Most business owners should have a disaster recovery plan for their business if say, the office building was burnt down or there is a computer system meltdown in the office. Yet how many businesses have a disaster recovery plan in place in the event a sole director or a partner of the business loses mental, physical capacity or dies? Russell Hallam, Managing Partner, Turbervilles Solicitors gives some top tips to small business owners to protect their business:
Without a contingency plan for loss of mental capacity in place, an application would have to be made to the Court of Protection for someone to be appointed as your deputy. The downside is the process can take months and the costs involved can quickly mount up. Most important of all, if you are the only person sanctioned to pay staff or suppliers whilst the issue is being sorted out , your business could cease to operate.
What contingencies one puts in place to safeguard a business will depend on the structure of your business.
Sometimes the best plan to draw up a “Lasting Power of Attorney”. This is a document which allows you as the business owner to appoint someone to act on their behalf; and have this appointment registered with the Public Guardianship Office. One or more attorneys can be appointed and can act together or separately. If your business is incorporated – you may need to put a directors LPA in place alongside a review of the Company’s Memorandum and Articles of Association or consider alternate directors. Remember to:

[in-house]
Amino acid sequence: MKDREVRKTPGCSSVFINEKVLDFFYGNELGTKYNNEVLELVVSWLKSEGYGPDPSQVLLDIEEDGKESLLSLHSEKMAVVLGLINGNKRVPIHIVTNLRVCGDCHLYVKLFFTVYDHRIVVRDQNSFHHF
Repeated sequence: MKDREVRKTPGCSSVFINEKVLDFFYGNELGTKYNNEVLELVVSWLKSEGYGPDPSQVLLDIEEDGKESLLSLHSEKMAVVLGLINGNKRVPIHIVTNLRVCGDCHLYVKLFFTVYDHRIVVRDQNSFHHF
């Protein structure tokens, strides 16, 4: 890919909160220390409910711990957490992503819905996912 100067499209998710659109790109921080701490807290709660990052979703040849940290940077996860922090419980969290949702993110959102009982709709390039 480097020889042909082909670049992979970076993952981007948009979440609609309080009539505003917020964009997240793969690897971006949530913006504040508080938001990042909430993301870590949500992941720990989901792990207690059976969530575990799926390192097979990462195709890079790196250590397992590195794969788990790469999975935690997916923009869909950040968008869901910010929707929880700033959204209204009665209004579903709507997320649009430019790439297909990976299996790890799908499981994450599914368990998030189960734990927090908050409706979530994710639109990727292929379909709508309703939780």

- Take your time to choose the right attorney(s). You may have spent years building up the business so take time to consider who would be the best person to make the day to day decisions should you ever become incapacitated. Is that person familiar with the business already? Will they have the right skill set? Even if they aren’t familiar with the business or have the skills, you may decide to appoint someone who you trust to ask the right people to make the day to day decisions for the business.
- Most businesses will have an accountant, so an attorney can seek advice about finances and running the business at the start if need be before employing a new director/manager
- Most of us have drawn up a will so that in the event of our death any personal assets and responsibilities can be divided without contest. Make sure you do the same for your business. In the event of your death, would you want the business to be sold? Or would you want specific employees or family members to takeover? Who would receive shares and what would the division be?
- You may continue to run your business for another twenty or thirty years, but by planning ahead you can have peace of mind that should adversity strike before then, your business affairs will be settled according to your wishes.
For more information or assistance, please contact Russell Hallam on 01895 201 700